An exact and complete copy or counterpart of any thing. Christ is called "the image of God," 2Co 4:4; Col 1:15; Heb 1:3, as being the same in nature and attributes. The image of God in which man was created, Ge 1:27 was in his spiritual, intellectual, and moral nature, in righteousness and true holiness. The posterity of Adam were born in his fallen, sinful likeness, Ge 5:3; and as we have borne the image of sinful Adam, so we should be molded into the moral image of the heavenly man Christ, 1Co 15:47-49; 2Co 3:18.
An image, Job 4:16, was that which seemed to the dreamer a reality. The word sometimes appears to include, with the image, the idea of the real object, Ps 73:20; Heb 10:1. It is usually applied in the Bible to representations of false gods, painted, graven, etc., Da 3. All use of images in religious worship was clearly and peremptorily prohibited, Ex 20:4-5; De 16:22; Ac 17:16; Ro 1:23. Their introduction into Christian churches, near the close of the fourth century, was at first strenuously resisted. Now, however, they are universally used by Papists: by most in a gross beach of the second commandment, and by the best in opposition to both the letter and the spirit of the Bible, Ex 20:4-5; 32:4-5; De 4:15; Isa 40:18-31; Joh 4:23-24; Re 22:8-9.
The "chambers of imagery," in Eze 8:7-12, had their walls covered with idolatrous paintings, such as are found on the still more ancient stone walls of Egyptian temples, and such as modern researches have disclosed in Assyrian ruins. See NINEVEH.
In theological usage the term 'image' occurs in two connexions: (1) as defining the nature of man ('God created man in his own image,' Ge 1:27); and (2) as describing the relation of Christ as Son to the Father ('who is the image of the invisible God,' Col 1:15). These senses, again, are not without connexion; for, as man is re-created in the image of God
Besides the many references to graven and molten images connected with idolatry, which the law strictly forbade the Israelites to make, the word is used in several important connections: for instance, God said, "Let us make man in our image, after our likeness: and let them have dominion . . . . so God created man in his own image, in the image of God created he him." Ge 1:26-27; 5:1; 9:6. The word translated 'image' is tselem, which is the same that is used for idolatrous images, and for the great image in Daniel 2.
It might naturally have been thought that man at his fall would have ceased to be in the image and likeness of God, but it is not so represented in scripture. On speaking of man as the head of the woman, it says he ought not to cover his head, forasmuch as "he is the image and glory of God." 1Co 11:7. Again, in Jas 3:9, we find "made after the similitude (or likeness, ????????) of God." In what respects man is the image and likeness of God may not be fully grasped, but it is at least obvious that an image is a representation. The Lord when shown a penny asked 'whose image' is this? They said, Caesar's. It may not have been well executed, and so not have been a likeness. It may also have been very much battered, as money often is, yet that would not have interfered with its being the image of Caesar: it represented him, and no one else. So man as the head of created beings in connection with the earth represents God: to him was given dominion over every living thing that moveth upon the earth and in the sea and in the air. This was of course in subjection to God, and so man was in His image.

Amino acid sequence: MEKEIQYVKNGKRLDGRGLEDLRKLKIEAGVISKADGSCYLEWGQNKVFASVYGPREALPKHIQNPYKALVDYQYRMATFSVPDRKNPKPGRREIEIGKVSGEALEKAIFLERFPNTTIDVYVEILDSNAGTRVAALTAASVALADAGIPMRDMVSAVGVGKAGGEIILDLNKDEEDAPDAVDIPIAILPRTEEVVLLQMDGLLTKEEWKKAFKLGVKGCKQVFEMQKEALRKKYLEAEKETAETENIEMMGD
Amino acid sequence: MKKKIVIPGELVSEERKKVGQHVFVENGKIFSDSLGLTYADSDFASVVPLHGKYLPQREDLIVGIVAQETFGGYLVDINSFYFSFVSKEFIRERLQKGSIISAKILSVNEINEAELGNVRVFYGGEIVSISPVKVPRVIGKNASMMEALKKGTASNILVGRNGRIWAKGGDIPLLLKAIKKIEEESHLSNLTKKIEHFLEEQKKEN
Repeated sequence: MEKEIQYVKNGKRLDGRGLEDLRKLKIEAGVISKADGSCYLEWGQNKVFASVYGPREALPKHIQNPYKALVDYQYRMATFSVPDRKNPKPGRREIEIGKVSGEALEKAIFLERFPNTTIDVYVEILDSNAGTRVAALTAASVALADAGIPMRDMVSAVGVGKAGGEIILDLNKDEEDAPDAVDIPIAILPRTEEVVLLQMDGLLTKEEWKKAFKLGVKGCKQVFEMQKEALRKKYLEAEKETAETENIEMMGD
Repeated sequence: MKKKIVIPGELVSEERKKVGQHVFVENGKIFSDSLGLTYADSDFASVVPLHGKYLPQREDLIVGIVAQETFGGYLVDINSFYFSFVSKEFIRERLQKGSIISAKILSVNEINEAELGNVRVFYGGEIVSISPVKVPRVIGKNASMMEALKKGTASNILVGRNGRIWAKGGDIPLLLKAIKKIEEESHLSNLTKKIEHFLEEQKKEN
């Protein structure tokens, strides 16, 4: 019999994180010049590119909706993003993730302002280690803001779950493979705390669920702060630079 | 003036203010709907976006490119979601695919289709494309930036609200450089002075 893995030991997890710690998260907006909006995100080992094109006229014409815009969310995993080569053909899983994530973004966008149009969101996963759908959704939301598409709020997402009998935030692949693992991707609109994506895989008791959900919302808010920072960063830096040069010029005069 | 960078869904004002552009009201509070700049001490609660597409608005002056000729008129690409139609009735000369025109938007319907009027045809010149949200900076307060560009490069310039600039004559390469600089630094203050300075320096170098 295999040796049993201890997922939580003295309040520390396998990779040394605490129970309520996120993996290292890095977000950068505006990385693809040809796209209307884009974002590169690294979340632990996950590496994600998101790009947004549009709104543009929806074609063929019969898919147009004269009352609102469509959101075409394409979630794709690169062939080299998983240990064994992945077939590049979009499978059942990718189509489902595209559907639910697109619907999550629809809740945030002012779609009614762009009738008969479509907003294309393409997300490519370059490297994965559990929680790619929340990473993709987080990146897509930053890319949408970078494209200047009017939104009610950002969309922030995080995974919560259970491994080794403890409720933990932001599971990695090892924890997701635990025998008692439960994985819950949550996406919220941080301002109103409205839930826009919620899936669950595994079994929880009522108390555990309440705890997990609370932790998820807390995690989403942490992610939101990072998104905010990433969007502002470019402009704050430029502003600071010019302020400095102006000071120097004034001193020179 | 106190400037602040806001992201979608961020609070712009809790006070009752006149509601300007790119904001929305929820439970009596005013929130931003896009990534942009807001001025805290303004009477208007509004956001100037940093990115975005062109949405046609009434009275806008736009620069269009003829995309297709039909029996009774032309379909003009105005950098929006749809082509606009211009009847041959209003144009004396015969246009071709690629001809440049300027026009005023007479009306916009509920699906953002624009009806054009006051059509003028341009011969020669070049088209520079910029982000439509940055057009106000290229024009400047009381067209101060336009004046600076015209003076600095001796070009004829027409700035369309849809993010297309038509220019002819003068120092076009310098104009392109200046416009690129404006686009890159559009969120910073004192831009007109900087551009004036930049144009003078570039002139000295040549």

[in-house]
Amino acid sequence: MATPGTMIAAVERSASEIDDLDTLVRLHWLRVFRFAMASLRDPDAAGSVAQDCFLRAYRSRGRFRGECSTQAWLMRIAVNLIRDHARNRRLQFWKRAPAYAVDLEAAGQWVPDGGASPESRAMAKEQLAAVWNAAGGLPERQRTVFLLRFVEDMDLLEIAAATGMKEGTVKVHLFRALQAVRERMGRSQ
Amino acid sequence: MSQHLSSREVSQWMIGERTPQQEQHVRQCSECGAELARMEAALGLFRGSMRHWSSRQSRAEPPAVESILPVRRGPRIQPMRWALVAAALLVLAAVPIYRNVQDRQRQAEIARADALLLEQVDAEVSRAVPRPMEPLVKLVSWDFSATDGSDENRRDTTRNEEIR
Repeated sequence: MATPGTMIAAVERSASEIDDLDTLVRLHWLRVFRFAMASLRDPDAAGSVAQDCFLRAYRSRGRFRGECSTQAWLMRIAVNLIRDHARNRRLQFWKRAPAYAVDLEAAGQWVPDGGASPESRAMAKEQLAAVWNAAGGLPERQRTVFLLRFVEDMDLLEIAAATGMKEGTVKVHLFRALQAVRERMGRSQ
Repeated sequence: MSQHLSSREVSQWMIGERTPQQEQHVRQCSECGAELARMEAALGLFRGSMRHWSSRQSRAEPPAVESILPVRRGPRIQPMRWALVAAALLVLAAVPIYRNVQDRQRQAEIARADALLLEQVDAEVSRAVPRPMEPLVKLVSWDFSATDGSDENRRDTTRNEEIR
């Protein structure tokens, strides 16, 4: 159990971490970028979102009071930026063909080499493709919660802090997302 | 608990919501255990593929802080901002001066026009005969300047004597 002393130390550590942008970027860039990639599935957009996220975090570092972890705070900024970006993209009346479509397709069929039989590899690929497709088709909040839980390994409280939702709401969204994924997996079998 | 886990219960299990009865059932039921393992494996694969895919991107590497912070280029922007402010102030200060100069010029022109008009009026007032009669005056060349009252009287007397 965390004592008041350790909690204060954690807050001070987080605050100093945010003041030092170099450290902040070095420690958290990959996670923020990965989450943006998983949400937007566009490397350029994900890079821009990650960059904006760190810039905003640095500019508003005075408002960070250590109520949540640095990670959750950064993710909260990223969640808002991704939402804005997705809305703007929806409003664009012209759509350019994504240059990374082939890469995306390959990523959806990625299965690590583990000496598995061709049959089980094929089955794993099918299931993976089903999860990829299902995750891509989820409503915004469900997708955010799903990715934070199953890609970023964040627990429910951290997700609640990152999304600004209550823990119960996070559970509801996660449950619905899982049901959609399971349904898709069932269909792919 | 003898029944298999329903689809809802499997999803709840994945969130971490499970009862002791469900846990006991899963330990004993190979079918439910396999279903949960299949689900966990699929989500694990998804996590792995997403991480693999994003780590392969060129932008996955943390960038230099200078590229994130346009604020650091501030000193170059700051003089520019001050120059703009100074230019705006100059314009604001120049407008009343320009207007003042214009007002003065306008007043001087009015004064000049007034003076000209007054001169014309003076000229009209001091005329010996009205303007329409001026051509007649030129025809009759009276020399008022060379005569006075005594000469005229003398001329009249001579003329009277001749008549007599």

This is seen in perfection in the second Man, who has in resurrection superseded Adam, who was in this sense a figure or type of Christ. Ro 5:14. Man may be a battered and soiled image of his Creator, but that does not touch the question of his having been made in the image of God.
Likeness goes further; but was there not in man a certain moral and mental likeness to God? He not only represents God on earth, but, as one has said, he thinks for others, refers to and delights in what God has wrought in creation, and in what is good, having his moral place among those who do. The likeness, alas, may be very much blurred; but the features are there: such as reflection, delight, love of goodness and beauty; none of which are found in a mere animal. With Christ all is of course perfect: as man He is "the image of God;" "the image of the invisible God." 2Co 4:4; Col 1:15.
IMAGE, in a religious sense, is an artificial representation of some person or thing used as an object of adoration, and is synonymous with idol. Nothing can be more clear, full, and distinct, than the expressions of Scripture prohibiting the making and worship of images, Ex 20:4-5; De 16:22. No sin is so strongly and repeatedly condemned in the Old Testament as that of idolatry, to which the Jews, in the early part of their history, were much addicted, and for which they were constantly punished. St. Paul was greatly affected, when he saw that the city of Athens was "wholly given to idolatry," Ac 17:16; and declared to the Athenians, that they ought not "to think that the Godhead is like unto gold, or silver, or stone, graven by art and man's device," Ac 17:29. He condemns those who "changed the glory of the incorruptible God into an image made like unto corruptible man, and to birds, and four-footed beasts, and creeping things," Ro 1:23.
That the first Christians had no images, is evident from this circumstance,